FOR THOSE OF YOU WHO HAVE NOT YET SEEN THE GOD COMMITTEE, THIS IS A NON-SPOILER REVIEW.
The official trailer for The God Committee dropped two weeks ago and it immediately skyrocketed to the top of my most anticipated films of the year. The ensemble cast was filled with underutilized, but outstanding performers. All of whom deserve more meaty roles like the ones that appeared to be in this film. It also looked like a very tense, methodical thriller with undertones of morality and social justice at hand. And while I do not think this is an outright flop, I couldn’t help, but feel like The God Committee never took advantage of its promising premise.
WHAT IS THE FILM ABOUT?
The film follows Dr. Andre Boxer and Dr. Jordan Taylor, two members of a committee that decide who in their hospital (based on overall health and other attributes like their support system, job, social class, and insurance) get the opportunity to receive an organ that will save their lives. Boxer and Taylor, are also seeing each other in secret. This adds a conflict of interest into the mix, although their ideals are much different. One day a heart arrives at the hospital and the committee must band together to decide which one of three individuals receive the organ. Fast-forward seven years into the future, as Boxer is dying and needs a heart transplant to keep him alive and give him enough time to finish his groundbreaking research.
WHAT WORKS IN THE GOD COMMITTEE?
As the film begins, we are immediately thrust into this heart-pounding (for lack of better words) situation that you wouldn’t wish upon your own worst enemy. All three of these people in line to get this heart have reasons why they should receive it and also issues that could keep them from securing it. The group of five appointed decision-makers file into this small, claustrophobic room to make their choice. This is where The God Committee works, as these doctors race against the clock to make this difficult and important agreement.
CAN IT BE COMPARED TO OTHER FILMS?
I couldn’t help, but think back to the exemplary chamber piece Twelve Angry Men, which breathtakingly took a small, single space, filled it with an ensemble of outstanding performers and allowed the viewer to be a fly-on-the-wall, as they came up with their life-altering verdict. Of course, no one is expecting this to be on the same level as that classic. But The God Committee had a chance to take advantage of this situation and create some potent tension, much like in that groundbreaking film.
WHAT ARE SOME OF THE ISSUES WITH THE MOVIE?
While there are some great scenes here that are nerve-inducing, as they deliberate, I never felt a sense of urgency. These doctors have one hour to make this decision, yet throughout the movie they keep taking lunch and coffee breaks to quibble amongst themselves. It’s impossible for the filmmakers to hold on to the audience’s concentration and retain this tension, if they feel like these character’s don’t have enough respect to take full advantage of these sixty minutes. Every time the characters left the chamber, The God Committee immediately lost its momentum.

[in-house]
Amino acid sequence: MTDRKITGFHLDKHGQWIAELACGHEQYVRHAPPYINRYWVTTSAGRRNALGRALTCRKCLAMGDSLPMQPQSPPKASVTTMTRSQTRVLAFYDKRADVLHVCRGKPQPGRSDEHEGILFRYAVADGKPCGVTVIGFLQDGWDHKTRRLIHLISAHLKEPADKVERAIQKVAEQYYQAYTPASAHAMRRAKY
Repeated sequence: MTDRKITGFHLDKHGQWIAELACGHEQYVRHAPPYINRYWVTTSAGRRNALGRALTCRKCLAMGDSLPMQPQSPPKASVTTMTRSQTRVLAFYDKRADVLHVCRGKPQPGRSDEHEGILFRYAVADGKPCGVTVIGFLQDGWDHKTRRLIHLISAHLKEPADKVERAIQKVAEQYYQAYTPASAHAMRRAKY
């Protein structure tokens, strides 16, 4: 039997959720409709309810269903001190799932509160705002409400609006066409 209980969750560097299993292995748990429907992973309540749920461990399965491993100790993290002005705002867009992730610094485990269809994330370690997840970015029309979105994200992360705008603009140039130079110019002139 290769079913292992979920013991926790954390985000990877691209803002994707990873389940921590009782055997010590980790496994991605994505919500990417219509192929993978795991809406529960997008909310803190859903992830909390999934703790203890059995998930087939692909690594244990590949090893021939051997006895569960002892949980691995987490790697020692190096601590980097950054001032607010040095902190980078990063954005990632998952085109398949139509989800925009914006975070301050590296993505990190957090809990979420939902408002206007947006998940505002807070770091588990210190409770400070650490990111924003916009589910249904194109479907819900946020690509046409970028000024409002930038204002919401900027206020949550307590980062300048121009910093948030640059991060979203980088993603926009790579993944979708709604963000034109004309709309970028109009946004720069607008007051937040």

The other issue here, is that the film uses the plot device of fast-forwarding and rewinding us back and forth between the year 2014 and 2021. I do appreciate the movie trying to take the events from the past and bring them full circle. But, these scenes in 2021 were never as engaging as the ones that took place in the decision room. It felt like every time writer/director Austin Stark was finally about to reach the level of tension that he so obviously desired, he would force it to dissipate by making the time jump again. I’m not familiar with the play that this film is based off of, so I don’t know if this is how it was originally written or if Stark made this creative decision himself. Either way, it doesn’t work in the film’s favor.
HOW IS THE ENSEMBLE CAST?
The cast is all quite good, even though I think our two leads (Stiles and Grammer) are probably the weakest of the ensemble. I say this just for the sheer fact that the two lack the chemistry needed to make the audience believe that they are not just colleagues, but romantically involved, as well. It is Colman Domingo as the lawyer-turned-reverend Father Dunbar and Law & Order Alum Patricia R. Floyd as Dr. Maryanne Wilkes who are the real stand-outs here. Both of them play conflicted and compelling characters, stealing every scene that they are in. Unfortunately though, they are never given enough time to explore their complexities fully.
IS THE FILM WORTH YOUR TIME?
It’s hard to say if the film is worth your time, as it is pretty much split down the middle for me. The God Committee can be a thoughtful and sobering meditation on our social inequities and moral compasses. It can also be, in certain scenes, an anxiety-driven and nerve-wracking chamber piece. But, the film is constantly getting in its own way, providing a final product that never adds up to the sum of its parts.
The God Committee will be In Theaters and Streaming on VOD Friday, July 2nd.
For more Rants, Reviews and Ramblings, stay tuned to That Hashtag Show.